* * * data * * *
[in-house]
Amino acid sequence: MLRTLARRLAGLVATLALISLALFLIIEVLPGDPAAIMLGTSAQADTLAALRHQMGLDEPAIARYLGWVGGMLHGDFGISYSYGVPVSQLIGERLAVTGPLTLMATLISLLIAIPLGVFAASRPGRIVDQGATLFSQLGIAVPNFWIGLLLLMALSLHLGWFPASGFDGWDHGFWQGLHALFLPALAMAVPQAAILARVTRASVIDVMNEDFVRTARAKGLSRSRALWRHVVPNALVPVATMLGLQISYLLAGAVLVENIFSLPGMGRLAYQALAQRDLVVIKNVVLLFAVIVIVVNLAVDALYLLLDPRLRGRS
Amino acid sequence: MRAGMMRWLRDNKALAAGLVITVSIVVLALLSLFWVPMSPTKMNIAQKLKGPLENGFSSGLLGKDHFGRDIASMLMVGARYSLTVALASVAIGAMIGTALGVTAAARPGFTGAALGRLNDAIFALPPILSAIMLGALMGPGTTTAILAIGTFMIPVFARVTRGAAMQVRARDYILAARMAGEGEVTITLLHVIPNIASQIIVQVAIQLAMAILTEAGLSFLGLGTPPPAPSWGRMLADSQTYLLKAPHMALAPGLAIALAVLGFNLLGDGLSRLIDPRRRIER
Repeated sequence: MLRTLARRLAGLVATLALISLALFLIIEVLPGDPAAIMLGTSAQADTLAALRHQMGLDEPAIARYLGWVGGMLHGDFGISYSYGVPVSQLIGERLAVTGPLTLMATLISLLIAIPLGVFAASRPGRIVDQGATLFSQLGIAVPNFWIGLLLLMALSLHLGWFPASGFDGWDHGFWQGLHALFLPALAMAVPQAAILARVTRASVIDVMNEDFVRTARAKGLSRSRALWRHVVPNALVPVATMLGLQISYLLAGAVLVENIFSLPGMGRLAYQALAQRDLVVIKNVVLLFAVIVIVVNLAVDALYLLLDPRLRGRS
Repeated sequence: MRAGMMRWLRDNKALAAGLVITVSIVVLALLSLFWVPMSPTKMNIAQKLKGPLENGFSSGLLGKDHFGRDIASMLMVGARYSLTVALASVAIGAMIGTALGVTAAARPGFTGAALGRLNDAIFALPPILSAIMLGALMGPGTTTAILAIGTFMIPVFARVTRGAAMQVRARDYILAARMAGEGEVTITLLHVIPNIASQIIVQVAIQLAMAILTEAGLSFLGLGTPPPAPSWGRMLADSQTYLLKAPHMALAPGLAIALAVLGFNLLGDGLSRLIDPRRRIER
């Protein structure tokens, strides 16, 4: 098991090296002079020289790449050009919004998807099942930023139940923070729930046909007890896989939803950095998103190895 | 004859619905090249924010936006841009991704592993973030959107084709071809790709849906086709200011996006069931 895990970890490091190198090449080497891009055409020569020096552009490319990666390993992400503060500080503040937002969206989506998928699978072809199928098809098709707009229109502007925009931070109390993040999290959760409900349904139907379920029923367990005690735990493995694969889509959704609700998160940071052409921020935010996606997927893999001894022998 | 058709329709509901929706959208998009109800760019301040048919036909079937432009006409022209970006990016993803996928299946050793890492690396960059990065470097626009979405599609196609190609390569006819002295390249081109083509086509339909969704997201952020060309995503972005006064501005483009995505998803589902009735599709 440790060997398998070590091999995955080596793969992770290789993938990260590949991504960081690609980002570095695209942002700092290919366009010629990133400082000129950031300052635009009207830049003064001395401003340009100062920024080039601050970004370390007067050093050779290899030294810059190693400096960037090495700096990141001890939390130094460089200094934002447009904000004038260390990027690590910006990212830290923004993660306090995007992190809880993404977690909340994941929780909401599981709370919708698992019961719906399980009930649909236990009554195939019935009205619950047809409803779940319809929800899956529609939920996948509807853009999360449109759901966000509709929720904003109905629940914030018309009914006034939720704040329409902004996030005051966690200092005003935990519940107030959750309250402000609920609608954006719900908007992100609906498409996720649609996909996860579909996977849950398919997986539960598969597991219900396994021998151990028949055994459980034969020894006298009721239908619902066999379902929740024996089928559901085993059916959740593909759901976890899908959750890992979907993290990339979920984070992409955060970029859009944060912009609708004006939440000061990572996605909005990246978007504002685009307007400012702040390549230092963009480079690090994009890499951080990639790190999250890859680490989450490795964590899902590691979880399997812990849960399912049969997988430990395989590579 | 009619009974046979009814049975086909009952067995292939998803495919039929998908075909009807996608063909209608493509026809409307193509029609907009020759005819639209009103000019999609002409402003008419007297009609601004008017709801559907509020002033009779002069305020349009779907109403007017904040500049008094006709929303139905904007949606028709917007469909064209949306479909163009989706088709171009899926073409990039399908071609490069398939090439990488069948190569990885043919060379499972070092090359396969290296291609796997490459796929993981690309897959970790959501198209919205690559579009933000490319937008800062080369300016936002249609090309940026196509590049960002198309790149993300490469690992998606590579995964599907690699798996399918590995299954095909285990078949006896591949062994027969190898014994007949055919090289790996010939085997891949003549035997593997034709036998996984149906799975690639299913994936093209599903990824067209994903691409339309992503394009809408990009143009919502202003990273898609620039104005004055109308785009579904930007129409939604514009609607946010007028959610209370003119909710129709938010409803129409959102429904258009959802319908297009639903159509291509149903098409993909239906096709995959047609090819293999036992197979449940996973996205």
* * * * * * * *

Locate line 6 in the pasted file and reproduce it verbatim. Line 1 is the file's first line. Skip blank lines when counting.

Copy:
């Protein structure tokens, strides 16, 4: 098991090296002079020289790449050009919004998807099942930023139940923070729930046909007890896989939803950095998103190895 | 004859619905090249924010936006841009991704592993973030959107084709071809790709849906086709200011996006069931 895990970890490091190198090449080497891009055409020569020096552009490319990666390993992400503060500080503040937002969206989506998928699978072809199928098809098709707009229109502007925009931070109390993040999290959760409900349904139907379920029923367990005690735990493995694969889509959704609700998160940071052409921020935010996606997927893999001894022998 | 058709329709509901929706959208998009109800760019301040048919036909079937432009006409022209970006990016993803996928299946050793890492690396960059990065470097626009979405599609196609190609390569006819002295390249081109083509086509339909969704997201952020060309995503972005006064501005483009995505998803589902009735599709 440790060997398998070590091999995955080596793969992770290789993938990260590949991504960081690609980002570095695209942002700092290919366009010629990133400082000129950031300052635009009207830049003064001395401003340009100062920024080039601050970004370390007067050093050779290899030294810059190693400096960037090495700096990141001890939390130094460089200094934002447009904000004038260390990027690590910006990212830290923004993660306090995007992190809880993404977690909340994941929780909401599981709370919708698992019961719906399980009930649909236990009554195939019935009205619950047809409803779940319809929800899956529609939920996948509807853009999360449109759901966000509709929720904003109905629940914030018309009914006034939720704040329409902004996030005051966690200092005003935990519940107030959750309250402000609920609608954006719900908007992100609906498409996720649609996909996860579909996977849950398919997986539960598969597991219900396994021998151990028949055994459980034969020894006298009721239908619902066999379902929740024996089928559901085993059916959740593909759901976890899908959750890992979907993290990339979920984070992409955060970029859009944060912009609708004006939440000061990572996605909005990246978007504002685009307007400012702040390549230092963009480079690090994009890499951080990639790190999250890859680490989450490795964590899902590691979880399997812990849960399912049969997988430990395989590579 | 009619009974046979009814049975086909009952067995292939998803495919039929998908075909009807996608063909209608493509026809409307193509029609907009020759005819639209009103000019999609002409402003008419007297009609601004008017709801559907509020002033009779002069305020349009779907109403007017904040500049008094006709929303139905904007949606028709917007469909064209949306479909163009989706088709171009899926073409990039399908071609490069398939090439990488069948190569990885043919060379499972070092090359396969290296291609796997490459796929993981690309897959970790959501198209919205690559579009933000490319937008800062080369300016936002249609090309940026196509590049960002198309790149993300490469690992998606590579995964599907690699798996399918590995299954095909285990078949006896591949062994027969190898014994007949055919090289790996010939085997891949003549035997593997034709036998996984149906799975690639299913994936093209599903990824067209994903691409339309992503394009809408990009143009919502202003990273898609620039104005004055109308785009579904930007129409939604514009609607946010007028959610209370003119909710129709938010409803129409959102429904258009959802319908297009639903159509291509149903098409993909239906096709995959047609090819293999036992197979449940996973996205």